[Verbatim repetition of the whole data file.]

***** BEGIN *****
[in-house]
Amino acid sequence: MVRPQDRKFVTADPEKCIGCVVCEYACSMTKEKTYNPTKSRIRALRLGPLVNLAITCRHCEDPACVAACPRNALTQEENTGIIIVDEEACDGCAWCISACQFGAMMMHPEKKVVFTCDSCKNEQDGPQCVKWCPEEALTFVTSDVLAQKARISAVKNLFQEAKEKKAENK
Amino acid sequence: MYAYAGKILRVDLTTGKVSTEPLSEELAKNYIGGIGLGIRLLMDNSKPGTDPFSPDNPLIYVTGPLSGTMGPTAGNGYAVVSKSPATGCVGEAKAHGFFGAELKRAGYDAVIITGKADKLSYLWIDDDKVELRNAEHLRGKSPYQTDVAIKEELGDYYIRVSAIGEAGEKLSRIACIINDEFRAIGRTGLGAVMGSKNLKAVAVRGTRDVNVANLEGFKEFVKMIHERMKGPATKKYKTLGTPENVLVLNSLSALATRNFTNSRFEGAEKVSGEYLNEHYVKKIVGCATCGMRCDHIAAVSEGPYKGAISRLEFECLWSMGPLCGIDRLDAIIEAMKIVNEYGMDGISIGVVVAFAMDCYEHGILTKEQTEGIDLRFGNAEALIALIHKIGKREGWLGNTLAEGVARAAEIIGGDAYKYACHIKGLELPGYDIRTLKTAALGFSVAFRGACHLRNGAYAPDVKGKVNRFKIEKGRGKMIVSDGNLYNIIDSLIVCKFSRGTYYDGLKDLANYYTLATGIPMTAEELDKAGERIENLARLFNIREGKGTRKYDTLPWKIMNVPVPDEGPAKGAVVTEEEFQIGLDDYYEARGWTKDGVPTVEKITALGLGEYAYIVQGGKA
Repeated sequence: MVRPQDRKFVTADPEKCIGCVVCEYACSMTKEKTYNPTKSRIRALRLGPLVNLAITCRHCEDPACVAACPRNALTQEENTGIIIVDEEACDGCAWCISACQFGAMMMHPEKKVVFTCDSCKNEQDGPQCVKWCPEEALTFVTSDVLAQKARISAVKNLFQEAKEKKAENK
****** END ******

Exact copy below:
[in-house]
Amino acid sequence: MVRPQDRKFVTADPEKCIGCVVCEYACSMTKEKTYNPTKSRIRALRLGPLVNLAITCRHCEDPACVAACPRNALTQEENTGIIIVDEEACDGCAWCISACQFGAMMMHPEKKVVFTCDSCKNEQDGPQCVKWCPEEALTFVTSDVLAQKARISAVKNLFQEAKEKKAENK
Amino acid sequence: MYAYAGKILRVDLTTGKVSTEPLSEELAKNYIGGIGLGIRLLMDNSKPGTDPFSPDNPLIYVTGPLSGTMGPTAGNGYAVVSKSPATGCVGEAKAHGFFGAELKRAGYDAVIITGKADKLSYLWIDDDKVELRNAEHLRGKSPYQTDVAIKEELGDYYIRVSAIGEAGEKLSRIACIINDEFRAIGRTGLGAVMGSKNLKAVAVRGTRDVNVANLEGFKEFVKMIHERMKGPATKKYKTLGTPENVLVLNSLSALATRNFTNSRFEGAEKVSGEYLNEHYVKKIVGCATCGMRCDHIAAVSEGPYKGAISRLEFECLWSMGPLCGIDRLDAIIEAMKIVNEYGMDGISIGVVVAFAMDCYEHGILTKEQTEGIDLRFGNAEALIALIHKIGKREGWLGNTLAEGVARAAEIIGGDAYKYACHIKGLELPGYDIRTLKTAALGFSVAFRGACHLRNGAYAPDVKGKVNRFKIEKGRGKMIVSDGNLYNIIDSLIVCKFSRGTYYDGLKDLANYYTLATGIPMTAEELDKAGERIENLARLFNIREGKGTRKYDTLPWKIMNVPVPDEGPAKGAVVTEEEFQIGLDDYYEARGWTKDGVPTVEKITALGLGEYAYIVQGGKA
Repeated sequence: MVRPQDRKFVTADPEKCIGCVVCEYACSMTKEKTYNPTKSRIRALRLGPLVNLAITCRHCEDPACVAACPRNALTQEENTGIIIVDEEACDGCAWCISACQFGAMMMHPEKKVVFTCDSCKNEQDGPQCVKWCPEEALTFVTSDVLAQKARISAVKNLFQEAKEKKAENK